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Neale: We don't need another casualty in F1 2010!

McLaren Racing managing director Jonathan Neale has insisted that the under-fire F1 2010 newcomers must be given every chance possible to succeed - even if he confesses he does not envy their plight
McLaren Racing managing director Jonathan Neale has insisted that McLaren-Mercedes is fully supportive of the new teams that will join the grand prix grid in F1 2010 – though he confessed that he 'would not like to be the managing director in the position of having my car run for the first time on Friday' in Sakhir.

Lotus, Virgin and Hispania will all make their bow in the top flight in the curtain-raising Bahrain Grand Prix this weekend, but each has been plagued by varying issues in the build-up to the campaign. Whilst reliable, Lotus has toiled to get to within four or five seconds of the front-running pace with its Cosworth-powered contender, Virgin has seen its testing mileage severely limited by a series of niggling hydraulic woes and Hispania – rather unfortunately abbreviated to HRT – has yet to so much as even turn a wheel at all, following its eleventh-hour takeover of the financially-struggling Campos concern late last month. And they are the teams that have made it.

On the other side of the fence, you have the shambles that was USF1, and the curious case of Stefan GP, which had the cars, engines and a brace of drivers ready to sign on the dotted line – but ultimately no entry and, it has since transpired, quite possibly no concrete funding behind the project either.

Neither made the grade in the final reckoning, and whilst acknowledging that the three successful newcomers – and HRT in particular – face an unenviable task to try to haul themselves closer to the pace over the coming months, Neale is adamant that they must be given every possibility to do so.

“I think as a group of people, we have to be supportive in trying to get new teams off the ground,” the Englishman underlined, speaking during a special pre-Bahrain Vodafone McLaren-Mercedes phone-in session. “One or two drivers have raised concerns, and we respect greatly what they are saying, but we've got to try to get as many of the new teams as we can running and stable as quickly as possible. In getting to where we are now, we lost Honda, Toyota and BMW, which was disappointing. I'm saddened by their loss, but at the same time excited by the new prospects.

“Admittedly, I would not like to be the managing director in the position [of HRT] of having my car run for the first time on Friday. How on earth do you dial it in with such limited running? It's going to be a real handful, and if there are big gaps in terms of closing speed and lots of red flags, then the FIA will have to look into it – but we hope they all succeed. The sport doesn't need another casualty before the start of the season!”

Thirteen-time grand prix-winner turned BBC F1 pundit David Coulthard has already made very clear his views on the topic, opining that it is 'irresponsible' to allow a wholly untested car to join the field, and contending that the sorry saga is 'a poor advertisement' for what is supposed to be the pinnacle of international motor racing and even worse 'degrades the sport' [see separate story – click here] – and Ferrari star Felipe Massa tends to agree that the new arrivals could turn out to be more trouble than they are worth.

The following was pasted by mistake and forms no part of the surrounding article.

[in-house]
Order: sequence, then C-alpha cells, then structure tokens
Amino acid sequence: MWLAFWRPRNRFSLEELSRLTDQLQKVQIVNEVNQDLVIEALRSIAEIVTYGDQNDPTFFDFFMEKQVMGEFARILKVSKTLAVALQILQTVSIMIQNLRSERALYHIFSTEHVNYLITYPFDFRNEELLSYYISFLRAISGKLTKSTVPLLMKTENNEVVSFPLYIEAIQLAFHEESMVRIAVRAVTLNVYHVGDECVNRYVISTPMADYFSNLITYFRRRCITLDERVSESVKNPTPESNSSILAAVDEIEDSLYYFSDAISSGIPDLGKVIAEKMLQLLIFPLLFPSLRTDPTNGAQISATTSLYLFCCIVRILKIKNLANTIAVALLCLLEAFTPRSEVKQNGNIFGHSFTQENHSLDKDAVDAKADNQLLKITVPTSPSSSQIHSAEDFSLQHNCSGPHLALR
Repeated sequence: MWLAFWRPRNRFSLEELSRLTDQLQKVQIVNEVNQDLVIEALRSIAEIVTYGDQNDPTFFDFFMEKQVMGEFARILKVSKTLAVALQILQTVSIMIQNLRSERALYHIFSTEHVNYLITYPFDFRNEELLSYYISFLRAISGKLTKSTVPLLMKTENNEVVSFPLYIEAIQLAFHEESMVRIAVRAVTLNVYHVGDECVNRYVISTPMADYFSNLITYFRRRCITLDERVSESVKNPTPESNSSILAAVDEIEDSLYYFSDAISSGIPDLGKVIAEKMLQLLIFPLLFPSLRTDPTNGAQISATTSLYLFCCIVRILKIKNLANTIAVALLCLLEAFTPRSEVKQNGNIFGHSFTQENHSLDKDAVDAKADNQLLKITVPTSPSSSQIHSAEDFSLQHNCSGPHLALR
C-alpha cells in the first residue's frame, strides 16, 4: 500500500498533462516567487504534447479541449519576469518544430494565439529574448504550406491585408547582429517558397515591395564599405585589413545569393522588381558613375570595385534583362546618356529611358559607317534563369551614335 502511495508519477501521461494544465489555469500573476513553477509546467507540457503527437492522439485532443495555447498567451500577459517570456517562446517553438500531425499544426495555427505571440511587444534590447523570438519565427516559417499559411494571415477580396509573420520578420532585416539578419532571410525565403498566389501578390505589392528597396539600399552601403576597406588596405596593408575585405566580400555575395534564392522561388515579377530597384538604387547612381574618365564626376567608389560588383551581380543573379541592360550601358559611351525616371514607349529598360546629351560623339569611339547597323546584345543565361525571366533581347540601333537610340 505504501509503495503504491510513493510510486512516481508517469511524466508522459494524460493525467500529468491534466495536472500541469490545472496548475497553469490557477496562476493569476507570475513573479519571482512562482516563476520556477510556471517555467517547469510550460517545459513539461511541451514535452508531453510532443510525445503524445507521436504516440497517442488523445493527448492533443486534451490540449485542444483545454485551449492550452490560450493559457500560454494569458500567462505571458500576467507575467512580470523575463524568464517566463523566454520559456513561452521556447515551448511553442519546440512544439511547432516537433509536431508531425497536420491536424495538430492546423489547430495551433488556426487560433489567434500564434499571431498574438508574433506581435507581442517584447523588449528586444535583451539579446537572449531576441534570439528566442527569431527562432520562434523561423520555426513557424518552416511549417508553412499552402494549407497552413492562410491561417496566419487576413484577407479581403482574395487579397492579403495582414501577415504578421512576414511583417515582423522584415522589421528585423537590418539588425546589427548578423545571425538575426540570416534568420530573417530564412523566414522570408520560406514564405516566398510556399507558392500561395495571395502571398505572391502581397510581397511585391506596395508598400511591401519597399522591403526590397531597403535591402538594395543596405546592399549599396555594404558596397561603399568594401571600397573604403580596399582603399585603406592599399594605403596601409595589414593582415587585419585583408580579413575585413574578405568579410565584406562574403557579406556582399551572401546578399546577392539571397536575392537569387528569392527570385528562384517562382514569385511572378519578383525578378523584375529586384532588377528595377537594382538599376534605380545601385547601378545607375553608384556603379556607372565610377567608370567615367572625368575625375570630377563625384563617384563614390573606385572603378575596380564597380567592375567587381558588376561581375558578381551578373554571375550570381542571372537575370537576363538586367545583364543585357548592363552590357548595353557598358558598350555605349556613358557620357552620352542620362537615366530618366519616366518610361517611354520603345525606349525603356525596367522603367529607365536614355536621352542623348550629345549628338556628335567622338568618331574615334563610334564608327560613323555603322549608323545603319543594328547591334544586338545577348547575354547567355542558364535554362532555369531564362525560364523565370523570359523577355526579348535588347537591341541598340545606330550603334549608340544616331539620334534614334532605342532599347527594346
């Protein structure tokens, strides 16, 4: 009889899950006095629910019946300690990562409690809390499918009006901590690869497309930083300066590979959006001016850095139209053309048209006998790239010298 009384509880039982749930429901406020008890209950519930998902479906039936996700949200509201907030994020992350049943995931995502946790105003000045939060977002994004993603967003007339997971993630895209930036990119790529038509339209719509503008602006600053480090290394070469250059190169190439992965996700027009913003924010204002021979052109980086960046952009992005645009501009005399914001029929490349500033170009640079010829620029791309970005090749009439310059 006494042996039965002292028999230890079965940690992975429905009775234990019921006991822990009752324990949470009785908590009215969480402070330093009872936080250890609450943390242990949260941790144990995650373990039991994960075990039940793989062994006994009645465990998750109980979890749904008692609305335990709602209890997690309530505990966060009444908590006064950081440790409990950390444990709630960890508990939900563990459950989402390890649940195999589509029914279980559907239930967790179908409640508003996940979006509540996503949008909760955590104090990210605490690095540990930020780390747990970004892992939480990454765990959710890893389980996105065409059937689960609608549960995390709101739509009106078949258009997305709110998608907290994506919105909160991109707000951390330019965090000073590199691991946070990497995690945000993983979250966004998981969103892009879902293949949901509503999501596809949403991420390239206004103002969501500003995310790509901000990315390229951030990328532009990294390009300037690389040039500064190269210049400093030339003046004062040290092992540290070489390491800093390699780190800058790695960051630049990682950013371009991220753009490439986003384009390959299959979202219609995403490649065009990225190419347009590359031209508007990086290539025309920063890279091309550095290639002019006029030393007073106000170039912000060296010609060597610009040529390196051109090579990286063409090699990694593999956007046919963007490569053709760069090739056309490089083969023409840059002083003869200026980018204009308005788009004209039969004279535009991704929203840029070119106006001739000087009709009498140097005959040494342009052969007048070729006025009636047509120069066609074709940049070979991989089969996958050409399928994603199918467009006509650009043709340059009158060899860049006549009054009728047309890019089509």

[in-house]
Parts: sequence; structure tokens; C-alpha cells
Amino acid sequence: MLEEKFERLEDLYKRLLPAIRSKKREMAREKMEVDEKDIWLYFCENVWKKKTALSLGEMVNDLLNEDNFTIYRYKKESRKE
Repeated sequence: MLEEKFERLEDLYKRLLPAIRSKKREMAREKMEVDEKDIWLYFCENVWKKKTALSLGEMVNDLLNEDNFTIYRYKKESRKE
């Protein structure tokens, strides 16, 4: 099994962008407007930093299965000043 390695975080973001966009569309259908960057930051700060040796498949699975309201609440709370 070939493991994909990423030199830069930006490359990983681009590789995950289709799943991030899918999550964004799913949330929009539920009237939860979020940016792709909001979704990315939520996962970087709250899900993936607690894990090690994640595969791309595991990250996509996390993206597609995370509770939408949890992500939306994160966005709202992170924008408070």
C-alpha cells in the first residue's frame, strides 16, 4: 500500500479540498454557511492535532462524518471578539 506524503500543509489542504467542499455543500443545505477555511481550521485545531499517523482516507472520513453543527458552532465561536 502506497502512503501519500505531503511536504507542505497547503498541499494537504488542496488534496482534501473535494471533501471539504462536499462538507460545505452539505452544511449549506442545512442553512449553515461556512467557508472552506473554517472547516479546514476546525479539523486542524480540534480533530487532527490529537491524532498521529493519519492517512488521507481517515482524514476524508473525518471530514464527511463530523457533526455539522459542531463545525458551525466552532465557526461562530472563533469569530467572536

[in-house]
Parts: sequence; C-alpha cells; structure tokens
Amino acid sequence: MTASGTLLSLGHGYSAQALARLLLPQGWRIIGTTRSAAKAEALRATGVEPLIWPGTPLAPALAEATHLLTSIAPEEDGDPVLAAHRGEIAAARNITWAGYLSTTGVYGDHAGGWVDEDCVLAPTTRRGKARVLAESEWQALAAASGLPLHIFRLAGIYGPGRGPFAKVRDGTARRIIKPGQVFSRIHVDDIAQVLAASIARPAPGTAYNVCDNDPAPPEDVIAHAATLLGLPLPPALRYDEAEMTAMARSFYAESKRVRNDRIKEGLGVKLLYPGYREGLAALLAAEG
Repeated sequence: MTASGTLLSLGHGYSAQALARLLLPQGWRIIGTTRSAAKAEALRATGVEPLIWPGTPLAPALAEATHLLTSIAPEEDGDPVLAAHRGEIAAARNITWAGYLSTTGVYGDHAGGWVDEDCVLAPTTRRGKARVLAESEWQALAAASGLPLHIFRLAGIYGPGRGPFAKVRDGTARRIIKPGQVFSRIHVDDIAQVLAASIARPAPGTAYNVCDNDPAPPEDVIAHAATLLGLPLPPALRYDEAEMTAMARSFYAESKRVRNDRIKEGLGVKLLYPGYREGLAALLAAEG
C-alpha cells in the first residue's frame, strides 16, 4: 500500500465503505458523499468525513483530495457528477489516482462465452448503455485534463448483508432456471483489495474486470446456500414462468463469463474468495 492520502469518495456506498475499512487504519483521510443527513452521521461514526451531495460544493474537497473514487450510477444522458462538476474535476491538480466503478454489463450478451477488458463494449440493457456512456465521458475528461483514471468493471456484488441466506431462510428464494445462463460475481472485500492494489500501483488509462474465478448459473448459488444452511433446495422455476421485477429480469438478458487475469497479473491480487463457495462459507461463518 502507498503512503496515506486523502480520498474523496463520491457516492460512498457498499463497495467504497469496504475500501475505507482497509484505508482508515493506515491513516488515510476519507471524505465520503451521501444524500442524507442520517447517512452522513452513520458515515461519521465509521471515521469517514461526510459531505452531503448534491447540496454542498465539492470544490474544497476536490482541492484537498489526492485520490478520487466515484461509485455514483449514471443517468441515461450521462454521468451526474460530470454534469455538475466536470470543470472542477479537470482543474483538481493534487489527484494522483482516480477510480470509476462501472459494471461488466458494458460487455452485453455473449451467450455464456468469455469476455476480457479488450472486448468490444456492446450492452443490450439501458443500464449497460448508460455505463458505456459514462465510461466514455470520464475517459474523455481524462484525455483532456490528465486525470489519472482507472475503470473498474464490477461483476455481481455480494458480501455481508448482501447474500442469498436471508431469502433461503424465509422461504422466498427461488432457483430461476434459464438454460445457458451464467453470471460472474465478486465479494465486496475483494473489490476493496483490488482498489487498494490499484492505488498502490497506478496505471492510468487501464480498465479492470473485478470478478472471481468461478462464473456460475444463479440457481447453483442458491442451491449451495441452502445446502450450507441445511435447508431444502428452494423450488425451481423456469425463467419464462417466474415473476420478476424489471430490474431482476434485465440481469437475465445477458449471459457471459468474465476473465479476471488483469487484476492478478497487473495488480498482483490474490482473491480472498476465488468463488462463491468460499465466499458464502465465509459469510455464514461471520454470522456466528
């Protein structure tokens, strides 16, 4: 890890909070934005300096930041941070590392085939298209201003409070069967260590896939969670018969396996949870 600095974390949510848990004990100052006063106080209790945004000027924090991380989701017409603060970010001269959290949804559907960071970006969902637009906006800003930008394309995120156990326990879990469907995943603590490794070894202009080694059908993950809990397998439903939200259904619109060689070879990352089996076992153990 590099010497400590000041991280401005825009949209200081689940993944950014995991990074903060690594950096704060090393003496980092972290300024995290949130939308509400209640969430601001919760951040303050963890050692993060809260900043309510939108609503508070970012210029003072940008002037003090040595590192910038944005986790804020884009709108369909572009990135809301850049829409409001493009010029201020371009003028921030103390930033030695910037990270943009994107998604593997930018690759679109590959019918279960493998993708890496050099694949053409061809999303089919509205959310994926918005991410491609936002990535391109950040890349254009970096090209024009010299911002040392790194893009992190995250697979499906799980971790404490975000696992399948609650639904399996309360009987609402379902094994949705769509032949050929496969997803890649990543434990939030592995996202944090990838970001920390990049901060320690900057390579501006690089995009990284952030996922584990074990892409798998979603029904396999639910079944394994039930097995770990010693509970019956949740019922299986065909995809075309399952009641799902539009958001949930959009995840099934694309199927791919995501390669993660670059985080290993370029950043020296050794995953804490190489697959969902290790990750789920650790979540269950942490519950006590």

“I hope they won't be a danger,” the Brazilian told Italian newspaper Corriere della Sera. “There are six or seven teams one second apart, while those teams are four seconds behind. It's not good for the sport and not good for them – it's like two different series. They'll suffer, and we'll suffer too, when we have them in front of us during qualifying.”

“It's not so much a question of danger,” added defending F1 World Champion Jenson Button, speaking to La Stampa, “but it will make it more difficult for us to work in practice. It could be we're starting a fast lap with low fuel and you come across a Lotus or a Virgin with full tanks running twelve seconds slower. Even in qualifying, with 24 cars on the track, it will be crucial to get it right. In the race it will be better, because the difference between first and last will be more like three or four seconds.”
by Russell Atkins



Related Pictures

Click on relevant pic to enlarge
Markus Belte, CEO Alutec Belte AG and Jonathan Neale, Managing Director, McLaren Racing in the Vodafone McLaren Mercedes garage
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Guy Moll at the 1934 Grand Prix Automobile de Montreux   [pic credit:Agence de presse Meurisse/Bibliothèque nationale de France]
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Jim Eagan

March 11, 2010 3:35 AM

It's amazing how many of the team principles of those at the sharp end of the grid have very short memories. It wasn't *that* long ago that there were more than 24-26 cars on the grid, and several of them were at least 4-6 seconds slower than the pole contenders. The only reason the 107% rule was in effect was that there were more entrants than one could safely have on the grid at any given time (I could be wrong, though). And again, people forget that without the smaller teams in F1, there would be no Fernando Alonso. Starting his career at Minardi was probably the best thing for his career. Better to learn in the shallow end of the pool than to be thrown into the ocean and told to swim.



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